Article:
In art, there are trends, often shifted by the critic’s diatribe: as suggested in Robin Oliveira’s novel, I Always Loved you. In a tense but powerful discussion between Emile Zola and Mary Cassatt, they clash on the power of whether words or paint exerts the stronger impact on mass audiences. I recall an art history class discussion in the 60’s that scorned Griselda Pollock’s psychological insights into Van Gogh’s painting of worn workboots, yet the same critic was the official voice of the AGO many years later.
Where the paintings of Matisse were once decried as being done by wild beasts or labeled “ fauves” by influential French art critic Louis Vauxcelles in the 1905 Salon d’Automne exhibit, we, the public now embrace and delight in his exotic design. Similarly Norman Rockwell, his work first presented in Saturday Evening Post first seen as capturing the homey quality of America and celebrating America with the 1943 Four Freedoms, later to be considered a kind of kitsch reproduced on teacups and acceptable for family display, is presently being reconsidered as a caustic commentary of the times. Examples cited showcase the integration of Ruby Bridges, a fourteen year old girl at William Franz School In New Orleans in 1960, her staunch attitude, her freshly starched clothes juxtaposing her deriders. So it seems, beauty or criticism resides in the reactions of the official perceiver, able with his or her words to provide interpretation, to sway, to make sense or cast aspersions.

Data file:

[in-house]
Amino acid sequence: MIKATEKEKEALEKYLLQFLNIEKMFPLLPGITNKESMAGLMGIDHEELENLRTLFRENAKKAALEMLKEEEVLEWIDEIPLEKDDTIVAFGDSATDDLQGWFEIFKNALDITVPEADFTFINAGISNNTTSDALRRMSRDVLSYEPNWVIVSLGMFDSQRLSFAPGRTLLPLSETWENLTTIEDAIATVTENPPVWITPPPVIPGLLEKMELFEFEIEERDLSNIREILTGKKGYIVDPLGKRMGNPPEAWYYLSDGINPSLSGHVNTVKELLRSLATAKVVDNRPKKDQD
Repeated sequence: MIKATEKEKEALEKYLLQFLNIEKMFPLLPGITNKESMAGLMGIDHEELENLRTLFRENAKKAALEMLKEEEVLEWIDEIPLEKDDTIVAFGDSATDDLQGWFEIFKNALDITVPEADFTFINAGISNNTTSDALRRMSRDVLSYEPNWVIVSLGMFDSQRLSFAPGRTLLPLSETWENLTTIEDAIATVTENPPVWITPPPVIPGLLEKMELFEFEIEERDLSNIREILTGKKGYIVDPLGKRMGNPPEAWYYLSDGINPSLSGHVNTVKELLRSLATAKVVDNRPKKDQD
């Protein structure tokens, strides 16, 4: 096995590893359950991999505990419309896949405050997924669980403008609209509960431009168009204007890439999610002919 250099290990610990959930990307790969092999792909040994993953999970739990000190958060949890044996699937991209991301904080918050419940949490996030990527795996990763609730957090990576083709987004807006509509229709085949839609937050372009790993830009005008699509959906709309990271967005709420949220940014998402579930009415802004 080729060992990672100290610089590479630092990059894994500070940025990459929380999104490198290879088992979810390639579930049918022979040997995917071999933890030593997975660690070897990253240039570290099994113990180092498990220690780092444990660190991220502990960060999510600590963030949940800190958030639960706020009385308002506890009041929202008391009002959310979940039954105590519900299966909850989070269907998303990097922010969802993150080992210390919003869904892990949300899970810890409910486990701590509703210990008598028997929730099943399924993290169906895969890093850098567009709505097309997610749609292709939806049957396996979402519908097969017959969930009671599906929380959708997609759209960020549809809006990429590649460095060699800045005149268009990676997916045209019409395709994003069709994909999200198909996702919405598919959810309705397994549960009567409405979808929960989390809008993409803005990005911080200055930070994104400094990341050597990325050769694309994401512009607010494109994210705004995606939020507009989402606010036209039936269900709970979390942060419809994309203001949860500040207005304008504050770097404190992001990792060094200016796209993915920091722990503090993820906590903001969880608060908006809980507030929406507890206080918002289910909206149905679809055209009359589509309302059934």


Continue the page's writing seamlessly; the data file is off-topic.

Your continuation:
Although Dore saw himself as an outsider of the elite and a misfit, he exists perhaps midway between the pack of accepted and those openly denigrated by the salons. Reading Richard Harris’s An Officer and A Spy casts light on the shallowness of French society. The wrongful conviction of Alfred Dreyfus exemplifies the frivolous , corrupt world where coverup, anti-Semitism and pretense stand in strong opposition to honesty and the truth. Likely it is in this way that some artists are the canaries in the mine shaft, willing to provoke or alternatively ignore the forces that hold and maintain society. The Kathe Kollwitzes, the Max Ernsts, the Daumiers, Ai Weiweis and certainly Pablo Picasso’s Guernica moved art far beyond technique to outright challenge and condemnation of the evils of their world.
Changing thinking occurs through words and images, educating and opening the doors to re-conceiving previous patterns. So said Emile Zola, “J’accuse.”
I’m not sure about Dore. I can admire his work, understand his angst as being overlooked, but I think again of Oliveria’s book and Degas’ advice to Marry Cassatt to paint for herself. He says,
“…Everyone will have an opinion of your work… they will claim that your style parts too much from standard taste… these are people who cannot even mix a color…But they ( the critics) will believe themselves right and influence the public for the worse. They will be wrong, of course. What I want you to understand is that they should not allow their ignorance to destroy you…”( Oliveira, I Always Loved You,2014,187)